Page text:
Tag Archive for Dealey Plaza

When Vince Salandria met Arlen Specter

Vincent Salandria, a lawyer and JFK conspiracy theorist par excellence, sits down to break bread with his lifelong antagonist Arlen Specter, the inventor of the Single Bullet Theory.

It’s a fascinating story, told with restraint by Robert Huber in his article “Vince Salandria: The JFK Conspiracy Theorist” in Philadelphia magazine,

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James Tague, key JFK assassination witness, dies

JFK Postcard

The original theory of JFK gunfire favored by the Warren Commission was debunked by the testimony of the late James Tague.

From Yahoo News:  James Tague, key JFK assassination witness, dies -

Why is Tague’s testimony “key”?

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Sixth Floor Museum declines to comment on Groden allegation

Yesterday, I asked the Sixth Floor Museum to comment on Robert Groden’s lawsuit against the City of Dallas for “malicious prosecution.” This morning I received this reply:

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Groden sues Dallas charging ‘malicious prosecution’ for Dealey Plaza free speech

The essential Dallas blogger Jim Schutze talks to Brad Kizzia about Robert Groden’s new lawsuit in defense of the 1st Amendment in Dealey Plaza. Read more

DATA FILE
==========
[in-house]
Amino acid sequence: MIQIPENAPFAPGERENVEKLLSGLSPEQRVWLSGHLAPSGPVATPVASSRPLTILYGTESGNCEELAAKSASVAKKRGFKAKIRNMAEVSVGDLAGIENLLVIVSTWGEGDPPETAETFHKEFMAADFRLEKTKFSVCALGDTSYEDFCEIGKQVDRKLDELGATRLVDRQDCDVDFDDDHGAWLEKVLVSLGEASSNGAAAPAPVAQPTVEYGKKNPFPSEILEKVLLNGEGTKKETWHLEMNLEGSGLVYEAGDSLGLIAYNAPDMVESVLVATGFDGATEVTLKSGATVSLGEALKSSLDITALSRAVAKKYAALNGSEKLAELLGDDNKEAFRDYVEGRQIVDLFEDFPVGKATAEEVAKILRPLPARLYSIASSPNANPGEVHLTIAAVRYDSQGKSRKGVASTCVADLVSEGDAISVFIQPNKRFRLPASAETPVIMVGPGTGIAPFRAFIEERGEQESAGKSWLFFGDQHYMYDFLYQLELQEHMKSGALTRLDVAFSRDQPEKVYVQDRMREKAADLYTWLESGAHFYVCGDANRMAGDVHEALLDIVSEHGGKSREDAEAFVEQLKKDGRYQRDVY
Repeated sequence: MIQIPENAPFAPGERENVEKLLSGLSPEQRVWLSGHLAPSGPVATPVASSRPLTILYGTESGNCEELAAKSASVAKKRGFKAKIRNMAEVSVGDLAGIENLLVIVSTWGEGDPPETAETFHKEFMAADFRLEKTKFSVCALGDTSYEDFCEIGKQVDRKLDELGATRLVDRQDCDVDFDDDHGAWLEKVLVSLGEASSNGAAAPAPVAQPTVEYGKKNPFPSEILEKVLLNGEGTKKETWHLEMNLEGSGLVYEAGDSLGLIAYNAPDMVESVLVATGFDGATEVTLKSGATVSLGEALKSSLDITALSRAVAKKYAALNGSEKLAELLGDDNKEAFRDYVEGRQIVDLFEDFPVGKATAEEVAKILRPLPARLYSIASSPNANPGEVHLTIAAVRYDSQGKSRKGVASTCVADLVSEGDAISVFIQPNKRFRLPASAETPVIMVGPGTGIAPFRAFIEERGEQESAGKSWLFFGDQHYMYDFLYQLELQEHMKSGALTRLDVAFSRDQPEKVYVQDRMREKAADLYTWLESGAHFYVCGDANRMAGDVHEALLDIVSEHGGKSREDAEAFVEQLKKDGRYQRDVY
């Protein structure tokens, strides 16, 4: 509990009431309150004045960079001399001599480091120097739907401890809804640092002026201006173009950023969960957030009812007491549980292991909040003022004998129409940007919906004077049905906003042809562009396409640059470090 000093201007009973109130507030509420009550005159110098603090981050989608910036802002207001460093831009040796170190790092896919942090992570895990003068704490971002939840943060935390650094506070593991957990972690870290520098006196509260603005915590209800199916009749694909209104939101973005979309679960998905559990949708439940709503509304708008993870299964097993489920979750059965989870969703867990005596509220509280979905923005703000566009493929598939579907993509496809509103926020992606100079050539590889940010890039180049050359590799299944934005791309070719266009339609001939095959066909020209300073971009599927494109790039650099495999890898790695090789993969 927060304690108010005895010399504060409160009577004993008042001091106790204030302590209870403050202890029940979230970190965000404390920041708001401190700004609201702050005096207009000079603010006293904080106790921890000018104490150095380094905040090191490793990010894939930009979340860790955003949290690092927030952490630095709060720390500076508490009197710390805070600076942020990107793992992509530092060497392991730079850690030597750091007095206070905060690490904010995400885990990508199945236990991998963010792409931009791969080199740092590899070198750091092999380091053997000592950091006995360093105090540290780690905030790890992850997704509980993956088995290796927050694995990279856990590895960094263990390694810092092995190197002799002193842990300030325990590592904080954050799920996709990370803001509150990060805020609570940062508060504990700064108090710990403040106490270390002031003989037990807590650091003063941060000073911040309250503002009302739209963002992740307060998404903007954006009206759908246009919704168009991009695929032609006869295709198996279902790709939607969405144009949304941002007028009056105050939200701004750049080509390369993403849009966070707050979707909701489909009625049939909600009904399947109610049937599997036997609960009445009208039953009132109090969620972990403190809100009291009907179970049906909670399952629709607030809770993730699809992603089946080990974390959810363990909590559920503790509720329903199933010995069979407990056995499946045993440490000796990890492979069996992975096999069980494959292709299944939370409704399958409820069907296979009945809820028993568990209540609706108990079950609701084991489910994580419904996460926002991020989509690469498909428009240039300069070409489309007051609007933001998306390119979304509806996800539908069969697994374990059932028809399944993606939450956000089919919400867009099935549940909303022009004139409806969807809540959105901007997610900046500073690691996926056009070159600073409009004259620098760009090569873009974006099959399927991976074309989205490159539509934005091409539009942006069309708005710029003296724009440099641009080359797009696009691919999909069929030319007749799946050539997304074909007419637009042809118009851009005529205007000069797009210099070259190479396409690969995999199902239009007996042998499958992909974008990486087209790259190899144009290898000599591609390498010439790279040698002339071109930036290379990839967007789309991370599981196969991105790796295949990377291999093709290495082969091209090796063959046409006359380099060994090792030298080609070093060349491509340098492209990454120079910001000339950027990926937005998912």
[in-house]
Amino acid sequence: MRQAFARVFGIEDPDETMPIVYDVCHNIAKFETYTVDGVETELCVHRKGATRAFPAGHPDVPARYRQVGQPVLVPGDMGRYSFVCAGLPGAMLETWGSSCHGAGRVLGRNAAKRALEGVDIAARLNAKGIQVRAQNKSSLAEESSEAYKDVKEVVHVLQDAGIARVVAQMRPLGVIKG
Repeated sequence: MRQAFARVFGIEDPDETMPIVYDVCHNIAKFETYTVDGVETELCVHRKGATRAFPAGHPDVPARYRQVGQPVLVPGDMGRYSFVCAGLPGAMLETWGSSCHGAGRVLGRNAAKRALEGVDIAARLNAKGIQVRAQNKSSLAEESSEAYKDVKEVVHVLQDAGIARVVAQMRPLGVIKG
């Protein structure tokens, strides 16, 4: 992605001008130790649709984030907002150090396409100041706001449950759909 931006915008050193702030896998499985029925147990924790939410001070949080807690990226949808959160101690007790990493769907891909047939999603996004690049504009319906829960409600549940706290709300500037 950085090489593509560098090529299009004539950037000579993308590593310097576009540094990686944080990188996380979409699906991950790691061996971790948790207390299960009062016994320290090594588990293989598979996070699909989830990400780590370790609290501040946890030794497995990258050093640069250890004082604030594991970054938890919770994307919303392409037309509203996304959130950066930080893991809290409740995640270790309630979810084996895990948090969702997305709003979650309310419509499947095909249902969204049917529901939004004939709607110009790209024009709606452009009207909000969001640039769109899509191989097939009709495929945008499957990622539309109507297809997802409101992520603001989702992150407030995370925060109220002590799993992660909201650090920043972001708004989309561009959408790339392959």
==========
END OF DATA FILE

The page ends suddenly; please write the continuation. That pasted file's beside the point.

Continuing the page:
Forgotten in Black History Month: two African-Americans on the grassy knoll

Grassy knoll aftermath

This photo, taken about 30 seconds after the assassination of JFK, shows a Dallas policeman running toward the so-called “grassy knoll” where two young black people were having lunch.

A half-century ago, two young black people in Dallas found themselves eyewitnesses to the assassination of President John F. Kennedy — yet their voices have never been heard. Indeed, a half century later, even their names are unknown.

This young man and woman were sitting on the spot famously dubbed “the grassy knoll” on November 22, 1963. They had a front row seat for a key moment in 20th century U.S. history: the murder of a popular liberal president.

 

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How we play with JFK

November 22 in Lego-land. (H/T The Daily Beast.)

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Is there mathematical proof of a grassy knoll shooter?

Grassy knoll aftermath

The math of tragedy

Richard Charnin, a software consultant, says yes. He made the case on his blog last week. His argument is reprinted here:

Charnin writes:

Of 121 eyewitnesses, 51 (42%) said shots came from the Grassy Knoll area, 32 from the Texas School Book Depository (TSBD), and 38 had no opinion.

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The state of the JFK case in 2014

James Fetzer, a retired professor of philosophy from the University of Minnesota-Duluth, is the very picture of a conspiracy theorist, from his dubious haircut to his hectoring tone to his assured command of facts. Professsor Fetzer recently offered his most detailed JFK conspiracy theory yet in Veterans Today, He purports to identify, by name, the six men who allegedly fired gunshots at President Kennedy on November 22, 1963.

The lavish detail of Fetzer’s allegations evokes one of the finest pieces of JFK journalism ever published — in the Onion. Fetzer’s is an American tale: a posse of six-shooters joins the army of Dealey Plaza gunmen.

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‘At least two of the shots…came from behind me’